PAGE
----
1272 rocks out with some down-home pop
Some bands are cautious when it comes to crafting their image, to modulating their collective ego-equilibrium. God forbid anyone should scintillate out of turn, like that lead guitarist in Almost Famous. If a musician’s agenda becomes, well, a smidgen too transparent, his or her band members can start getting fidgety.
And then there’s 1272, a band made up of six musicians with rich musical backgrounds— from the University of Nevada, Reno, student saxophone sensation, Brian Landrus, to seasoned drummer Tony Savage. There are some pretty powerful musical presences here—the sort that can produce heavy on- and off-stage drama. But an hour with 1272, who drew their name from a “vintage pre-amp” through which all their music is recorded, feels like an hour with a group of buddies on a fishing trip. Fishing buddies, that is, who make good music.
Vocalist/songwriter Robert Gilmer, guitarist Jim Manson, bassist Erik Gothberg, saxophonist/keyboardist Brian Landrus and drummer/percussionists Tony Savage and Adam Van Brocklin have just wrapped up their first album, Amused, under the guidance of producer Martin Beal. The album, Gothberg says, is about “everything from relationships to salmon fishing.”
"[Our songs] deal with things everybody deals with,” Van Brocklin says. “Anger, breaking up, sitting back and watching life go by and being amused by it.”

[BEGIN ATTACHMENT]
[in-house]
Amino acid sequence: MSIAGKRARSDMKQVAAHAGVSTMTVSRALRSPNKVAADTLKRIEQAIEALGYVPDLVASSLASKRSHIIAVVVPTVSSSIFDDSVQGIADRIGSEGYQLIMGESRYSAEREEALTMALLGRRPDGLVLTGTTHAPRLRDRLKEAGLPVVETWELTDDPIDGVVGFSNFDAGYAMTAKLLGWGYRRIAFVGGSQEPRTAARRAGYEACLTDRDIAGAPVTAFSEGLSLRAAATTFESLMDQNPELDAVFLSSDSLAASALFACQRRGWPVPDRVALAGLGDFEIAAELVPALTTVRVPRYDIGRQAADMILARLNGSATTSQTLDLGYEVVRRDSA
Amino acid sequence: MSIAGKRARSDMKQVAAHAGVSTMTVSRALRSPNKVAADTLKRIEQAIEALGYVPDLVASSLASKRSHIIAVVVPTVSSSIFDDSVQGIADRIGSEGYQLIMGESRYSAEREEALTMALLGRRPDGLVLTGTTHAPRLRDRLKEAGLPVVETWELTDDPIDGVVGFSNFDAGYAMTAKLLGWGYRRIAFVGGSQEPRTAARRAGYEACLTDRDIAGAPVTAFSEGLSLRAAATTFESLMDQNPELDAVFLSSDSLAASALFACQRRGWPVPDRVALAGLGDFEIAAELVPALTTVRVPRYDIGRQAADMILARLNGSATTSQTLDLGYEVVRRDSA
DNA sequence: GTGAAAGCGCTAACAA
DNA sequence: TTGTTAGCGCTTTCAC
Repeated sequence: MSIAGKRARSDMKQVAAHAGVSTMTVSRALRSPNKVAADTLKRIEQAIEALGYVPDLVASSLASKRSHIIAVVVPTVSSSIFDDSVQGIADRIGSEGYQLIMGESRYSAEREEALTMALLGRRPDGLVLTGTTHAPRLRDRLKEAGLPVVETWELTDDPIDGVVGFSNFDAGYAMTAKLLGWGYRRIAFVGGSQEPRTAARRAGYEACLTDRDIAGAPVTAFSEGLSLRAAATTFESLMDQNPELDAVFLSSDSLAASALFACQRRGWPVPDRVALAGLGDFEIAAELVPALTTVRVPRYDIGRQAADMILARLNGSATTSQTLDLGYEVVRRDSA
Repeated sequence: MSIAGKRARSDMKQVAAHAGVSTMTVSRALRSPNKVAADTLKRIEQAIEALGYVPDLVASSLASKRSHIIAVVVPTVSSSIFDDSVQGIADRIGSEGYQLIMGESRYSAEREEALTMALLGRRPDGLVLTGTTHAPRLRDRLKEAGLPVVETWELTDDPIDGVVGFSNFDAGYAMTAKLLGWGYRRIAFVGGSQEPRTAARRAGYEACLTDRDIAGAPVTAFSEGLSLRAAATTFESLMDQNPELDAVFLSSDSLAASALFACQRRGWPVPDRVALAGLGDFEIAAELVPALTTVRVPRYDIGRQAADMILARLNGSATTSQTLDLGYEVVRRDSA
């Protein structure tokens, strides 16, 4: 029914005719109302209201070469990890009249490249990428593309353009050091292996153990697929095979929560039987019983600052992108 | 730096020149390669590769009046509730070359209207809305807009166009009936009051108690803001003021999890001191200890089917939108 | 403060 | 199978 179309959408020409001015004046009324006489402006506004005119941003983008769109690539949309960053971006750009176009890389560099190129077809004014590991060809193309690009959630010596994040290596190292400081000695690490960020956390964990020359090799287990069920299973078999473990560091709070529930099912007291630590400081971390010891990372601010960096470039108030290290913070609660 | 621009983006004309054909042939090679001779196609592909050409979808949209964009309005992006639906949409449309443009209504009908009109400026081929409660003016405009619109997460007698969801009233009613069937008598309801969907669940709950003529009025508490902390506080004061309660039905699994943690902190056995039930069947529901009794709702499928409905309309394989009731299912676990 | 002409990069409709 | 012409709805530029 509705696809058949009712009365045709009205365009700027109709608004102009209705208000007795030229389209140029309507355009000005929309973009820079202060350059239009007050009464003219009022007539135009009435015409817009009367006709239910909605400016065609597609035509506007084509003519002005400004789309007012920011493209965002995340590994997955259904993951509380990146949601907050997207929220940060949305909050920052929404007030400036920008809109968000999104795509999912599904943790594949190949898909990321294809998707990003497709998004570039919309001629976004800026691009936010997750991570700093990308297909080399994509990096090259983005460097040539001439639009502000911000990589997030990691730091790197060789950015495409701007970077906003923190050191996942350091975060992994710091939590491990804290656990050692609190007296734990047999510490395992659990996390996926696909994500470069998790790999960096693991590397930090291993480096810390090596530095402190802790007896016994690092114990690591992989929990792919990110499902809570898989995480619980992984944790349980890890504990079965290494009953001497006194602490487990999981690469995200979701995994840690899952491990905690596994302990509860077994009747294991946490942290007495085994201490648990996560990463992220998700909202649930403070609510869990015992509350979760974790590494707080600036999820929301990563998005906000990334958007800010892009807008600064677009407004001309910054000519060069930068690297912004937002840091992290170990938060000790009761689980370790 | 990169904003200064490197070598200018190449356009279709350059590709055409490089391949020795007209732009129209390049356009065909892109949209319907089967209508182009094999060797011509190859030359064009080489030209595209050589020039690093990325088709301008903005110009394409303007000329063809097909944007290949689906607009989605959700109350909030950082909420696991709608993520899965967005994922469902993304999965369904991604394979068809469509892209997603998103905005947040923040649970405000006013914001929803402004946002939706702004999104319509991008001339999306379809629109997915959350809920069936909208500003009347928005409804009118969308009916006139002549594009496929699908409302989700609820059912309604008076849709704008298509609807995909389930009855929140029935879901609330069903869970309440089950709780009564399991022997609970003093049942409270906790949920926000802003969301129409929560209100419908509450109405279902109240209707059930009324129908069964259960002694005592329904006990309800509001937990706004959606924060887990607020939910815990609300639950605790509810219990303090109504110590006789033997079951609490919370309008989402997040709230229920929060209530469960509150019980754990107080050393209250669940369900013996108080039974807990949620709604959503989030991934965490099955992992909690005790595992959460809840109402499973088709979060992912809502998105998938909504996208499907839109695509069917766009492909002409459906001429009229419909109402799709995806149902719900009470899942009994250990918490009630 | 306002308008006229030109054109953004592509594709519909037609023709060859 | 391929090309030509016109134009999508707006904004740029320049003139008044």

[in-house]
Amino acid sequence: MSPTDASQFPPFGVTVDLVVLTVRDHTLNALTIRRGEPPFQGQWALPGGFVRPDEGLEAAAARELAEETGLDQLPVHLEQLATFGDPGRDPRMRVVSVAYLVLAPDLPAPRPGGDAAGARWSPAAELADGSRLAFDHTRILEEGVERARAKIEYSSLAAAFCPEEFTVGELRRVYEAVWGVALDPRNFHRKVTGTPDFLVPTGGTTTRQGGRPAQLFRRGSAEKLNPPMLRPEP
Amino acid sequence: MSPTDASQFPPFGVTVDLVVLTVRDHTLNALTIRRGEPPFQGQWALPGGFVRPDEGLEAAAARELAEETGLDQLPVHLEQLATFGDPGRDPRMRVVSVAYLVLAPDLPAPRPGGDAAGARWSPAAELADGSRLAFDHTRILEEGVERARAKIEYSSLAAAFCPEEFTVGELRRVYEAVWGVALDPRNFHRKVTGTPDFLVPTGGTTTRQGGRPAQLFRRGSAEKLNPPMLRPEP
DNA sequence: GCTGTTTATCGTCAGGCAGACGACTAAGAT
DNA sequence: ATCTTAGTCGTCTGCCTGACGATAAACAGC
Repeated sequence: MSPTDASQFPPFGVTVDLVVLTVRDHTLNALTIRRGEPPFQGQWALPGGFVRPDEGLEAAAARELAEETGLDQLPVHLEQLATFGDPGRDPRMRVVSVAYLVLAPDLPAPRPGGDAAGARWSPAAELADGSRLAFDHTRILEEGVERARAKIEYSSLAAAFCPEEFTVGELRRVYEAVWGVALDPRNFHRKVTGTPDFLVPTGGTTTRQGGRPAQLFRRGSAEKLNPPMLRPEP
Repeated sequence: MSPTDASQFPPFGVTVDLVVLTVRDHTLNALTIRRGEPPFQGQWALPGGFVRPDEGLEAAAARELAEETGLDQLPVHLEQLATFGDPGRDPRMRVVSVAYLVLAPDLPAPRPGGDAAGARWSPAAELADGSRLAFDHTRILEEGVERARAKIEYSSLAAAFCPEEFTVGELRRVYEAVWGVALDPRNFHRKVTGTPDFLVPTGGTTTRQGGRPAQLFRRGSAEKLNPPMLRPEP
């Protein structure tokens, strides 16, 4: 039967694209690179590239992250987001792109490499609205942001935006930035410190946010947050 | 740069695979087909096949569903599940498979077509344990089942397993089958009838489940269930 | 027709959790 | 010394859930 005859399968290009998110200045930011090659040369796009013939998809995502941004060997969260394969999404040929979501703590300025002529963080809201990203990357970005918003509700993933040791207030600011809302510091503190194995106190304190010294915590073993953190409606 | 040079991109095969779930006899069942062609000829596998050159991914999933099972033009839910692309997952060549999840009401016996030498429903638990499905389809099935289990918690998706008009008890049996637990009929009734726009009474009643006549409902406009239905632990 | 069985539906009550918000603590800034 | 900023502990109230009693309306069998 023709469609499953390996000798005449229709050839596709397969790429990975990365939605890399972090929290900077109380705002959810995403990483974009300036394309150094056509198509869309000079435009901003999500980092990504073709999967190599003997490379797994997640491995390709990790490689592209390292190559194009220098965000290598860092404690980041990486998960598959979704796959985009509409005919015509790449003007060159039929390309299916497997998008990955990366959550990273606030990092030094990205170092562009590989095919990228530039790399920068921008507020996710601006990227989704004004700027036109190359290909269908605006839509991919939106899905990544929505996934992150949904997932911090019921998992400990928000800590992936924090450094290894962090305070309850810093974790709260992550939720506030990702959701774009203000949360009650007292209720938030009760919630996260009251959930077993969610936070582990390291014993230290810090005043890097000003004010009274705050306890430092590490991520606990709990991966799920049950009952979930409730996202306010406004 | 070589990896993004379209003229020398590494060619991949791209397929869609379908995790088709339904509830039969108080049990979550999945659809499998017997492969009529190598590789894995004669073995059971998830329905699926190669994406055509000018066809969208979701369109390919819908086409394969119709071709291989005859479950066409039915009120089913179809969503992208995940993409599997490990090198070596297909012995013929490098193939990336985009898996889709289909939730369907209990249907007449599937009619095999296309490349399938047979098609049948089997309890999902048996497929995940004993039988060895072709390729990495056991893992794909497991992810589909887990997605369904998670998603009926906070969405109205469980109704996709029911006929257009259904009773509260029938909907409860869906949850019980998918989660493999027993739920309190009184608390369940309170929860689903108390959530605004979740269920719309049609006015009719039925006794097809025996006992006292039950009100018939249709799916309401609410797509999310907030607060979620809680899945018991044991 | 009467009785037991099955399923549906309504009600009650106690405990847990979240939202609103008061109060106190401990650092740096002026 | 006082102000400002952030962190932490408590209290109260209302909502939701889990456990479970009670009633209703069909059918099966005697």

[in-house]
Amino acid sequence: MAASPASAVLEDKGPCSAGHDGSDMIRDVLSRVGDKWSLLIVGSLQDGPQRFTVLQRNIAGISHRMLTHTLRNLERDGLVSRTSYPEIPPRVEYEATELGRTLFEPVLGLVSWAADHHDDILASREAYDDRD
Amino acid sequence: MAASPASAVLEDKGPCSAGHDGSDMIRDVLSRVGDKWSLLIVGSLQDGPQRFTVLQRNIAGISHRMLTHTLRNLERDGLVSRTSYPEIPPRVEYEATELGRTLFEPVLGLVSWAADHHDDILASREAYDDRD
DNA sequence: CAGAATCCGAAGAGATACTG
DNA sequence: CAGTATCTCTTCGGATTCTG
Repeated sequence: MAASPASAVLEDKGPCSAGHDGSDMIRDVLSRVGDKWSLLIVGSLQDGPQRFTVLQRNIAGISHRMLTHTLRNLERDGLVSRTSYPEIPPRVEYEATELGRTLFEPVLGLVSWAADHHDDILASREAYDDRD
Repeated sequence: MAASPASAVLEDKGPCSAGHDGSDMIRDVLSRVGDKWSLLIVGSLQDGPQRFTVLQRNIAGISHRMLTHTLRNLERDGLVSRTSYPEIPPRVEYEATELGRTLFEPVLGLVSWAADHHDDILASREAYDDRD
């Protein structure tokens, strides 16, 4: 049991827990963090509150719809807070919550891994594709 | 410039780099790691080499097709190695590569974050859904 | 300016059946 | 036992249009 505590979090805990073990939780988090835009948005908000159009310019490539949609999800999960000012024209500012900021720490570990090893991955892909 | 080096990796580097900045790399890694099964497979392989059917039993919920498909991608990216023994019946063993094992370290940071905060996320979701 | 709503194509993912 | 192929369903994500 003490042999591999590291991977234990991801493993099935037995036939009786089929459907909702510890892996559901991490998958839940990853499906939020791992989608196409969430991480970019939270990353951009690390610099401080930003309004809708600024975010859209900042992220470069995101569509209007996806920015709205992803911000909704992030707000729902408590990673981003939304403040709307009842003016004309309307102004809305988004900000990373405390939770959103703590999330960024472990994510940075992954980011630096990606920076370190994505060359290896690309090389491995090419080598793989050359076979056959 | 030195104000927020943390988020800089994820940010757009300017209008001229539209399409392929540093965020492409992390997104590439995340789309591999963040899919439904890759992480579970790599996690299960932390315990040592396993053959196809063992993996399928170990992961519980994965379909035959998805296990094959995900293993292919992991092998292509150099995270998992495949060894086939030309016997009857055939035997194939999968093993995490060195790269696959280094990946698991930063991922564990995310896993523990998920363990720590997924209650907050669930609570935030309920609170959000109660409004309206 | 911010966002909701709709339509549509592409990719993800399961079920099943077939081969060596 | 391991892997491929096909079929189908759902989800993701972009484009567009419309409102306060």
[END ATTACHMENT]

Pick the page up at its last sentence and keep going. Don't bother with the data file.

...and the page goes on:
The style of 1272 falls into that murky, pop-but-not-really-pop category. It’s sort of a down-home, grown-up, bluesy variety of pop—charged with emotion, but also with lightheartedness and humor.
Gothberg, who has a well-developed and readily apparent sense of humor, slyly tries to skirt the whole genre issue altogether.
“What’s the biggest selling genre?” he jokes. “Eastern polka? Let’s just list them all.”
Even away from the microphone, 1272’s members have distinct band roles: Gothberg is funny and open; Van Brocklin is soft-spoken but direct; Manson and Landrus seem more comfortable out of the spotlight; and Gilmer is buoyant and enthusiastic. (Savage was away on vacation at interview time.) All, but especially Gothberg, have a penchant for teasing Landrus.
“We found this picture of Brian in a bikini on the Net,” Gothberg says when I ask how the band got together.
(Actually, they met doing studio sessions for a band called Last Free Exit.)
“We’re Brian’s back-up band,” Gothberg continues. “None of us have that star power, as exhibited by the 10-foot letters.” (Landrus’ name is spelled out on the Reno Hilton sign, advertising his Wednesday night gig there with his jazz ensemble, The Brian Landrus Project.)
But Landrus hardly looks to be wiggling his way into the spotlight. Nor do any of the other members—even singer/songwriter Gilmer, who insists that he share songwriting duties with the other band members on 1272’s next album, a decree that draws some groans of protest from the rest of the gang.
But before they can tackle a second album, 1272 will be embarking on a tour this spring that will lead them first through the Pacific Northwest, and then through the south. Because Savage and his wife have a baby on the way, and other members of the band have various obligations at home as well, Gilmer says that they’ll actually prefer to have opening-act status, since it will afford them greater touring flexibility. Locally, they hope to open for acts coming through the casinos; on the Northwest leg of their tour, they’ll be opening for Seattle-based musician Ian Moore.
“We want to be the opening act for America," says Gilmer teasingly. "We want to open for everybody."